LONDON (Reuters) - British naturalist David Attenborough has said he spent much of lockdown relishing the joy of the natural world by listening to the birds in his garden.
Attenborough, the world’s most influential wildlife broadcaster, has become increasingly outspoken in recent years about the risks posed by climate change.
In an interview with the BBC, the 94-year-old praised China for moving in the right direction on climate though he chided the United States.
“The present administration in America, from a conservationist’s point of view, is disastrous. But there we are: that’s who’s been elected and we have to go through it,” he said.
Attenborough, who launched last week a film about lessons learned during his seven decades as a television naturalist, said that the novel coronavirus lockdown had been relatively painless for him.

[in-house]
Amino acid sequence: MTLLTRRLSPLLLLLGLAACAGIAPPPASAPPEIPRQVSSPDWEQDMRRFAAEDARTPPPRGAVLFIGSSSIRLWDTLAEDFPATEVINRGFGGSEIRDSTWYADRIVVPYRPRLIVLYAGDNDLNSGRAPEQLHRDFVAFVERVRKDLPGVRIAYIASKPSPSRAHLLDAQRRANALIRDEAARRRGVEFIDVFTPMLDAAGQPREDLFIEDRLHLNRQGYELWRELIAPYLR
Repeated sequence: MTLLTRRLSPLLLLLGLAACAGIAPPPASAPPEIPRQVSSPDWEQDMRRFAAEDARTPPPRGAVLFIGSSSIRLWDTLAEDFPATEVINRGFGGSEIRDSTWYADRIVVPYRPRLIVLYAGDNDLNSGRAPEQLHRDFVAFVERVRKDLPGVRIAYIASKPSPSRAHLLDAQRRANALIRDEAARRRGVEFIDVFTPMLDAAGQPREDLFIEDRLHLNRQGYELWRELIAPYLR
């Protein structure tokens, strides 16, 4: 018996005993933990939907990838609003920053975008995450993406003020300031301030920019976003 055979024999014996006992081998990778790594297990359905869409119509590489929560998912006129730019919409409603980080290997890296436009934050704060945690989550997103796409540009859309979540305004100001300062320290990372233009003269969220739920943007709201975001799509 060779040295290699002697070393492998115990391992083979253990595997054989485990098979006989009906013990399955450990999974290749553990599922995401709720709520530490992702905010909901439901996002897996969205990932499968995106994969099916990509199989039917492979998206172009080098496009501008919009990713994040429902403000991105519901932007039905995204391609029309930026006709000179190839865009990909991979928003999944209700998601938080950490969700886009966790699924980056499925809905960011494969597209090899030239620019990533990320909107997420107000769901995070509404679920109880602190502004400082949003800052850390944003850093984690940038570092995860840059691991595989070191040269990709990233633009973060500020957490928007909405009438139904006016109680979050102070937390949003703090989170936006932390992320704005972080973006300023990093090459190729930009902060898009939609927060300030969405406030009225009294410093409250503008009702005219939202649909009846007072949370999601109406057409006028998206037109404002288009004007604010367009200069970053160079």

“Many people are having a much worse time than I am,” he said. “I am lucky. I have a garden, I have a house... my daughter and I are surviving very well.”
“I’ve certainly spent more time in my garden listening to birds, than I have for a very long time. A lot of people have been surprised by that - a lot of people have suddenly realised what deep, profound joy can come from witnessing the rest of the world - the natural world.”
Ahead of the release of his book and Netflix documentary - “A Life On Our Planet”, he called on people to not squander the natural world.
Asked about activities of the Extinction Rebellion campaign group, he said that people should be careful not to break the law. Activists, he said, should treat the community with respect.
Reporting by Guy Faulconbridge; editing by Emelia Sithole-Matarise
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